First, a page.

Bi Jing — The revised deal covers more services sectors such as finance, postal, telecommunications, transport, e-commerce and the environment. It also allows for the mutual recognition of accreditation in the professions of accounting, architecture, engineering and law. Especially worth noting is that Mexico is pushing through sweeping reforms to its services sectors, for the first time opening its energy, telecommunications and financial services markets to foreign investors.
The upgraded deal also includes provisions cracking down on corruption in the public and private sectors, a rarity among the free trade agreements the EU has signed with non-EU countries. In addition, the new deal pays attention to sustainable development and highlights both sides' commitment to protecting the environment and respecting human rights.
With regard to government procurement, Mexico has for the first time opened its public procurement market to non-Mexican companies at the state level and allowed EU businesses to participate in the bidding for Mexico's public-private partnership contracts.
As for dispute resolution, the pact replaces the traditional investor-state dispute settlement mechanism with a new investment court system. This mechanism is considered fairer, more independent and transparent. On top of that, the two sides developed more substantial cooperation in areas including intellectual property, e-commerce, small and medium-sized enterprises and competition policy.
The revision has multiple implications for China's efforts to forge free trade deals. First, on the basis of open and fair trade principles, there could be attempts to add anti-corruption regulations and provisions on sustainable development such as environmental protection and labor policies to China's free trade agreements. This could elevate free trade pacts involving China to new levels, facilitating China's efforts to reshape global trade rules.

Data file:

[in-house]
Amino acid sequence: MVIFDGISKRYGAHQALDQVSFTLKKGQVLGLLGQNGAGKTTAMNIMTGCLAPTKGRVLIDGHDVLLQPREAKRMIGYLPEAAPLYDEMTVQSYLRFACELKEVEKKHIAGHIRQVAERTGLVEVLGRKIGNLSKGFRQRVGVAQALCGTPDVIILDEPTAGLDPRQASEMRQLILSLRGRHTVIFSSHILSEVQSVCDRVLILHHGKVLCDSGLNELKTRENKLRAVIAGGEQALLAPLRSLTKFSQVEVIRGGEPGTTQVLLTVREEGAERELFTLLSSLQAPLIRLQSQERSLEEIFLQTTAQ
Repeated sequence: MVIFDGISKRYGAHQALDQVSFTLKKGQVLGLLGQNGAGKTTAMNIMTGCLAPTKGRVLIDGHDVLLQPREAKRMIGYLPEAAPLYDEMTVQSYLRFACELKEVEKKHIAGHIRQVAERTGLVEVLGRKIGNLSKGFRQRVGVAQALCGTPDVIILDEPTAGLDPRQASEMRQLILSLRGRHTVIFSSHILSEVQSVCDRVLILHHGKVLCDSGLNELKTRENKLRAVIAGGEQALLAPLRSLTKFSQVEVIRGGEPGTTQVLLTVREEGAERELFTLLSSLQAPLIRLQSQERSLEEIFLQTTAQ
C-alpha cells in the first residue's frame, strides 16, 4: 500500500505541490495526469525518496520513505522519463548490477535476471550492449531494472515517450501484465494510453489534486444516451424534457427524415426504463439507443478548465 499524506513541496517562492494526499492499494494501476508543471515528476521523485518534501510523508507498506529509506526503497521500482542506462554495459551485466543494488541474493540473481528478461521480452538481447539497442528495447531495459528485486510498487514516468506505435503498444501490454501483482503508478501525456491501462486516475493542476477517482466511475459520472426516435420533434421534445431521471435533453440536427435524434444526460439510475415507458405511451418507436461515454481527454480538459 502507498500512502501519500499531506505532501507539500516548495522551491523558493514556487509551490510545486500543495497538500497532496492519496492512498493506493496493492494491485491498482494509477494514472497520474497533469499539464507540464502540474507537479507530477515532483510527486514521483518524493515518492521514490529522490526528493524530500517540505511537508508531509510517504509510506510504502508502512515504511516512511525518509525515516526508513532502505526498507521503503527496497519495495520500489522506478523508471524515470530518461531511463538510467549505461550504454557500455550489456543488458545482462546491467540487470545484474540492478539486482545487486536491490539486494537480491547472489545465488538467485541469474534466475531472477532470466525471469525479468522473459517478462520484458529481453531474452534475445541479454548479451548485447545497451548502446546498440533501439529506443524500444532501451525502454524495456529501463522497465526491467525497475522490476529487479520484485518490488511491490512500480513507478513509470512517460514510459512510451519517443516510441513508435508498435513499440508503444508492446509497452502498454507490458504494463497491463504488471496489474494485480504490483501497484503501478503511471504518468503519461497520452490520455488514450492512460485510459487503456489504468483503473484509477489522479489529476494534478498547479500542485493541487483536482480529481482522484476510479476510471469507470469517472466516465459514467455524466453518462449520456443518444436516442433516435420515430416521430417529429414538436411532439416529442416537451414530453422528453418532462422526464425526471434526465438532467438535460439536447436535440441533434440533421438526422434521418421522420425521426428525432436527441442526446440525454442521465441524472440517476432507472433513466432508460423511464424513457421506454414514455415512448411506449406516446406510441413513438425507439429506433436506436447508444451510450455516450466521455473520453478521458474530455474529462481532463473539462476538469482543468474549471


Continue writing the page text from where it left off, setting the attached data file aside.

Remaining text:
Such attempts could also be applied to the implementation of the China-proposed Belt and Road initiative, as corruption prevention and sustainable development bring security to the country's economic cooperation with countries and regions along the route of the initiative.
Second, China is now actively pushing to join the WTO's Government Procurement Agreement (GPA), but the bilateral and regional free trade pacts that the nation has signed have barely touched on government procurements. Therefore, it's necessary for China to consider including the issue with government procurements in bilateral trade negotiations it's working on, as finalizing multilateral pacts is more complex than concluding bilateral deals. This will be of great advantage to China's entry into the GPA under the WTO's framework.
Also noteworthy is that the upgrade in the EU-Mexico trade deal means Mexico will open its market and sectors wider to the EU while exporting more products to the EU, effectively reducing its dependence on trade with the US. Although it remains a big challenge for Mexico to pledge more openness while resolving its huge trade deficit with the EU, the upgraded deal is still considered timely for the country, whose efforts to renegotiate the North American Free Trade Agreement with the US and Canada have yet to conclude.
On the part of the EU, the upgrading lays a solid foundation for its ties with Mexico and shows the bloc's resolve to continue safeguarding global free trade and its confidence about reshaping global trade rules. The upgraded deal, which follows the EU's free trade agreements with Canada and Japan, is a good attempt against the US' unilateral push for trade protectionism.
This article originally appeared on the Global Times website
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